Hyper-convergence is one of those buzzwords you hear a lot about these days. It was identified by many industry observers as a key trend for 2015 and has been talked about in just about every storage and network-related conference thus far this year. Technology Business Research (TBR) even predicts that as part of the converged infrastructure market—projected to be a $17.8 billion vendor opportunity—hyper-converged systems will displace the piecemeal infrastructure that’s typically found in today’s data centers. But do you really know what hyper-convergence is and what it can mean for you and your data center in the years ahead?
Simply put, hyper-convergence means that virtual machines are running on the same physical servers that, say, the software-defined storage solution is running on. So, for example, if you had a cluster of Hyper-V servers connected by network to another cluster of file share servers, that would not be hyper-converged. What would be hyper-converged is if you had the virtual machines and storage solution in the same physical server cluster.
There are a number of benefits that come with using this type of architecture. For one, it streamlines infrastructure deployment, making it quicker and easier. It also allows elastic network scalability and helps simplify both IT operations and the role of the administrator. Additionally, hyper-convergence increases network efficiency by fully utilizing the compute and storage in each node. Moreover, the ability to use commodity hardware drives down cost.
That’s not to say that there aren’t any challenges that come from use of a hyper-converged infrastructure. On the contrary, as with any new technology or approach, there is often a steep learning curve and decisions that need to made which, if made incorrectly, can lead you down a path you did not expect. Regardless, it’s apparent that hyper-convergence is here to stay.
New applications and workload profiles, coupled with the economics around computing, continue to place increasing demands on the data center storage system. It also makes for a much more complex network environment. Today’s IT professionals want an easy way to deploy solutions and they want it to be both predictable and easy to manage. The hyper-convergence infrastructure offers a compelling solution to meet these needs, and not just for the data center, but for the enterprise and cloud providers as well.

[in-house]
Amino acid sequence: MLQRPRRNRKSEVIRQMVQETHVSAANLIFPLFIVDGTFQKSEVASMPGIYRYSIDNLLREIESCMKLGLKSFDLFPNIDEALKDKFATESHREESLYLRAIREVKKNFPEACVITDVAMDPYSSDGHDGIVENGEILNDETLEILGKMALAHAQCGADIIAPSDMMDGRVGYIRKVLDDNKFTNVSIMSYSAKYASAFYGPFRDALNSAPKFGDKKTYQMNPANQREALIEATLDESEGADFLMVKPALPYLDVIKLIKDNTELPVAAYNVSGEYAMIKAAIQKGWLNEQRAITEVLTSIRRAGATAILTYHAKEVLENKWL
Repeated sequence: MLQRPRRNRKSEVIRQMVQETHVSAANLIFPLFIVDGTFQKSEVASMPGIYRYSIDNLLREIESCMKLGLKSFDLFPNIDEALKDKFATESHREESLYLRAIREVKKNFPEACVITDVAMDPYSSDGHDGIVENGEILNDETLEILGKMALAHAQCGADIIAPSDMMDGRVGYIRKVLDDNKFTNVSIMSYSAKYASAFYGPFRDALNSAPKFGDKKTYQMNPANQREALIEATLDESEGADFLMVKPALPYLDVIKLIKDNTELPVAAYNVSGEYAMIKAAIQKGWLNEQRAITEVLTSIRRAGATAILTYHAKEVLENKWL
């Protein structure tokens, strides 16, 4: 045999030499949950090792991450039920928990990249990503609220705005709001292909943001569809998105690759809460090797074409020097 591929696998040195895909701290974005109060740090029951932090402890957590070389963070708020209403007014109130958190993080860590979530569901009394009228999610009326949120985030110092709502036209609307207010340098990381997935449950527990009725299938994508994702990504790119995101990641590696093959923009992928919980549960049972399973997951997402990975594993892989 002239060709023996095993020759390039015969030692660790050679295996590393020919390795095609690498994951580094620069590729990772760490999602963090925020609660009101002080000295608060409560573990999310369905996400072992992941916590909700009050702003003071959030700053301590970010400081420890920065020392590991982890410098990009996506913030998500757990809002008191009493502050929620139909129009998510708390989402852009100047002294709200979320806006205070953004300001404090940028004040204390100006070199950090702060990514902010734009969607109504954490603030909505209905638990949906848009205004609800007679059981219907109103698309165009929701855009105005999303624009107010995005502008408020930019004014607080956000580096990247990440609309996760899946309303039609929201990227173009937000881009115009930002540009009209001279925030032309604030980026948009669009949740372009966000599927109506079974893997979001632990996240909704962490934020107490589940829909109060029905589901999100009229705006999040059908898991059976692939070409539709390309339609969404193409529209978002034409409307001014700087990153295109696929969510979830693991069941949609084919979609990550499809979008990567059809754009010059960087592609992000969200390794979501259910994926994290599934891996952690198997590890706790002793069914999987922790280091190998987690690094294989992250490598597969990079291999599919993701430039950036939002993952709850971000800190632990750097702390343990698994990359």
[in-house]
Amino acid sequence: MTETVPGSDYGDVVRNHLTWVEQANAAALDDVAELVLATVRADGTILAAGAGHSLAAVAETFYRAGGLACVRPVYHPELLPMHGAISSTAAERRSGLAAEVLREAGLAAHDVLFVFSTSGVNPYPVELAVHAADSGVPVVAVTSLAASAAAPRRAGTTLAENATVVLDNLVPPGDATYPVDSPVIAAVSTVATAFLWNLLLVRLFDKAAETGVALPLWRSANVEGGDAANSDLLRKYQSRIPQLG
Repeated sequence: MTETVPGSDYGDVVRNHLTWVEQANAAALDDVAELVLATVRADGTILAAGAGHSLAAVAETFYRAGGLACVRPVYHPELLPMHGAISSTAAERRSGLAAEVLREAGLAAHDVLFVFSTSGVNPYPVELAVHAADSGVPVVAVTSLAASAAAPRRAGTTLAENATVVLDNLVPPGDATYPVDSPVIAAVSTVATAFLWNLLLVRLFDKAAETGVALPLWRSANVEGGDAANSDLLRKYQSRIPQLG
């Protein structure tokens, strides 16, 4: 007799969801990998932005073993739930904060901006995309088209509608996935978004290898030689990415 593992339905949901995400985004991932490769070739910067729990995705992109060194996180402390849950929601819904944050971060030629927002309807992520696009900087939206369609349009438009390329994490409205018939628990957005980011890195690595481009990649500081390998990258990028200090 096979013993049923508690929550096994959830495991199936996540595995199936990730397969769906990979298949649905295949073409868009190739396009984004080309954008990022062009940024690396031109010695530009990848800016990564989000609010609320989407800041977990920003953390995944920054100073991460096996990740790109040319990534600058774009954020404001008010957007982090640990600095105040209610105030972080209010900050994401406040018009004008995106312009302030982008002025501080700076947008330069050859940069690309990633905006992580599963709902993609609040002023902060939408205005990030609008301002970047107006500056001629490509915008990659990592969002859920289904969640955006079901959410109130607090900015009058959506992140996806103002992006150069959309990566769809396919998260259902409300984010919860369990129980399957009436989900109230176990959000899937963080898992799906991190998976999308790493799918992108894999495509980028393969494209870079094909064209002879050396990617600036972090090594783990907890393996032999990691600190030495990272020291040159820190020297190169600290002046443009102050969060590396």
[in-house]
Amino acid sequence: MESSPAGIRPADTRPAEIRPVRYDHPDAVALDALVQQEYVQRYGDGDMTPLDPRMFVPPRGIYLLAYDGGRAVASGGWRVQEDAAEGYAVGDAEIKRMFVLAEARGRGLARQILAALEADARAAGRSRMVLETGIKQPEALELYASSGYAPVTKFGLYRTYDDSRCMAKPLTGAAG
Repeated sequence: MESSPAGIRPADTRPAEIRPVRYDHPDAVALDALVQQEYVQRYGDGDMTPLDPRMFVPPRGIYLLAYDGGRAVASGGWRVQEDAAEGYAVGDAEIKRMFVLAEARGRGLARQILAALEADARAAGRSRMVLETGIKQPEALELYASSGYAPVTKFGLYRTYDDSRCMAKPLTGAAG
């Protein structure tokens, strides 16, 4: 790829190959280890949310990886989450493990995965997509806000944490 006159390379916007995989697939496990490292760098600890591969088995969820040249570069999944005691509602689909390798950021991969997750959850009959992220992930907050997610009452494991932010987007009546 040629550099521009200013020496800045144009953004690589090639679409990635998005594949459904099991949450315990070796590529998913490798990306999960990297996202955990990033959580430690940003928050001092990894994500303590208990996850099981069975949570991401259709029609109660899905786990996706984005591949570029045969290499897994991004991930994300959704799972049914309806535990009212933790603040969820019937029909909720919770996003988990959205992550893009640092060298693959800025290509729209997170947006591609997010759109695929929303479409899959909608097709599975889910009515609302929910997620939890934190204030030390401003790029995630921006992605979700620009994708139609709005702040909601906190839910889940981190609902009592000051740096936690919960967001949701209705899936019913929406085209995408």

If you are interested in learning more about hyper-convergence and the challenges that come with virtualization, a good resource to check out is hyperconverged.org, a website offering a range of free resources to help CIOs, CTOs, admins, and architects gain a clearer understanding of hyperconvergence. There’s even a Decision-Makers Guide to Hyper-converged Infrastructure and a Hyper-Converged Infrastructure for Dummies eBook. There’s also a number of converged/hyper-converged sessions from Microsoft Ignite archived at Channel 9, including: VDI for All: How Dell Infrastructure Appliances Simplify Desktop Virtualization for All Organization and Nutanix: Get Fit! Cut the Fat with Nutanix Hyper-Converged Infrastructure. Microsoft’s Storage Spaces Direct technology was also discussed at Ignite and helps enable hyper-converged scenarios. You can access this content on demand at www.ignite.microsoft.com.
This blog about storage and networking is sponsored by Microsoft.
Cheryl J. Ajluni is a freelance writer and editor based in California. She is the former Editor-in-Chief of Wireless Systems Design and served as the EDA/Advanced Technology editor for Electronic Design for over 10 years. She is also a published book author and patented engineer. Her work regularly appears in print and online publications. Contact her at [email protected] with your comments or story ideas.